There are over 2.1 million people in the US that are currently in prison. There are hundreds of people forced to join gangs of some sort and some level. Gangs now appear in many prisons as officials have done nothing to curb their deeds or make leaving a gang look attractive. Instead, the culture of prison is to ally with like races, follow a strict gang agenda, and remain passively assertive against the safety a gang may provide. The chances of an incarcerated person actually redeeming himself or herself by rehabilitation designed punishment only graces 2% of the population in prison with a life changing lesson. There are so many gangs that some prisons struggle to keep order of members, their ranking, and which gang one is controlling what portion of the outside recreational yard. Gangs often look attractive to inmates because it’s a helpful and deceitful at the same time. The idea of a gang having an inmate’s back is attractive because prison life is rough and hard. What is happening in most jails and prisons are gang related members learn how to be better criminals, are expected to continue with membership in the gang when released, and fall prey to the unrealistic brotherhood of a gang. The gang that helps is the gang that can hurt by issuing a hit on you or asking you to hit a friend because they did something to make someone else angry enough to “handle” the member. Gangster life is a vicious lie perpetuated in places that are desperate for some kind of belonging. Not only that, but gangs often tell the membership what they need to do to stay in and supplies an attractive pseudo-family to those people who the American Dream is a failure. Gangs prey on the weak, those that need structure in their lives, and those who have abandoned hope of being able to be and do something other than continue the cycle of poverty.
Gangs hurt people in prison more than the drudgery of being a captive there. Inmates are told when to sleep, when to eat, when to go to the bathroom, when to shower, and when to wake up. The prisoner is no longer in control of what happens to him or her. The gang adds that structure that they can control one thing while imprisoned. That one thing is the order in which gangs are formed and the order in which each member plays a part. The gang life is attractive but deceitful. It promotes control that is primordial needs for a tribe in a bad environment and a failure to control anything at all in their reality of prison. It’s hard for those people in prison to have faith that someday life will get better because the nature of our society keeps them unemployed and unemployable if they committed felony. Even those serving for misdemeanors are often turned away from jobs that might head their life in a different direction. The society we live in makes them pay for their crime for the rest of their natural lives unless given just one chance to get up and do for one’s self. The failure to get a job due to this cultural problem throws good people back into the system where they go back to the gang and commit more crimes, the lucrative nature of some criminal activities like selling drugs on the street proves to be temptation that they cannot resist, and the will to change is exchanged for the will to remain part of a tribe no matter how bad or terrible that tribe is.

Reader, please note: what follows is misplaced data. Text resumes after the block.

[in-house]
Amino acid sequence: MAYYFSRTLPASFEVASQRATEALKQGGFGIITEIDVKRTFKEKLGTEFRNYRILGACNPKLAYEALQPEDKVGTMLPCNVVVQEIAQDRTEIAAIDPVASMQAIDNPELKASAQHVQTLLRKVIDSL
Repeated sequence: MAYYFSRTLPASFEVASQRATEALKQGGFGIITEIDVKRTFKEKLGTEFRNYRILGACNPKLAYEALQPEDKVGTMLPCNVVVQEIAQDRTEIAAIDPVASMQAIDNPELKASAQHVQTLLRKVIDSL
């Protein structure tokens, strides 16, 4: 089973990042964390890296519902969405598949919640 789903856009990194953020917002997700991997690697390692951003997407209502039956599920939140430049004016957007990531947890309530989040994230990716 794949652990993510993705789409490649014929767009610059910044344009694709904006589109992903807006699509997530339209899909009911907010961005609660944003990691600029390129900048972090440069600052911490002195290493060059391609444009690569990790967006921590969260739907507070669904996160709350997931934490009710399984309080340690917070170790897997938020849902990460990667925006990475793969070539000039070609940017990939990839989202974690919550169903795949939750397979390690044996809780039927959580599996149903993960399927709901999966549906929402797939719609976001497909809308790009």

Incarceration hurts people. It doesn’t allow them a better life or a reflection of misdeeds. It doesn’t help them to become something more than what they see and know is a somewhat easier yet dangerous way of life. It dispenses lies. The inmate with choices to go to school in prison, learn a trade, or even become chefs is an inmate that no longer falls prey to the predatory nature of gangs. My heart breaks for those people who continue their lives doing crime because that’s all they know, that’s all that’s profitable, and that they feel there is no chance for them to change and become something new, better and motivated. It’s hard to compete for any job in this current economy, but it’s twice as hard when you’re a felon, breaking off gangster life, and blooming into a hopeful person instead of a hopeless person. It’s not fair that someone is a felon and can’t restart a straight life out of prison because they are trapped by our culture in a web of judgement, prejudice and punishment that lasts longer than the time already served. The inmate is then entrenched in the cycles of the system, getting out and going back in. If someone has served their time and is released from prison, their debt to society has ended. They are not supposed to be punished anymore the crime they committed. It’s unfair to hold that crime above his or her head when they have served their time and want to become a valuable member of society. This culture’s idea that one’s bad choices follow them forever is contributing to the revolving door of prison for people, that they get all caught up by society on what they did and not what they became.
Felons do want jobs. They want an alternative to dangerous membership in gangs, self destructive behavior, and gang life. They are forever stamped with an unwanted label and expected to bear the bad mistakes for the rest of their lives. This is when incarceration hurts and doesn’t help. Sometimes, you have to forgive someone of their crime and help them make a new way for themselves so that 2.1 million people have a better chance for a happier tomorrow. Just one chance can break the cycle. Just one.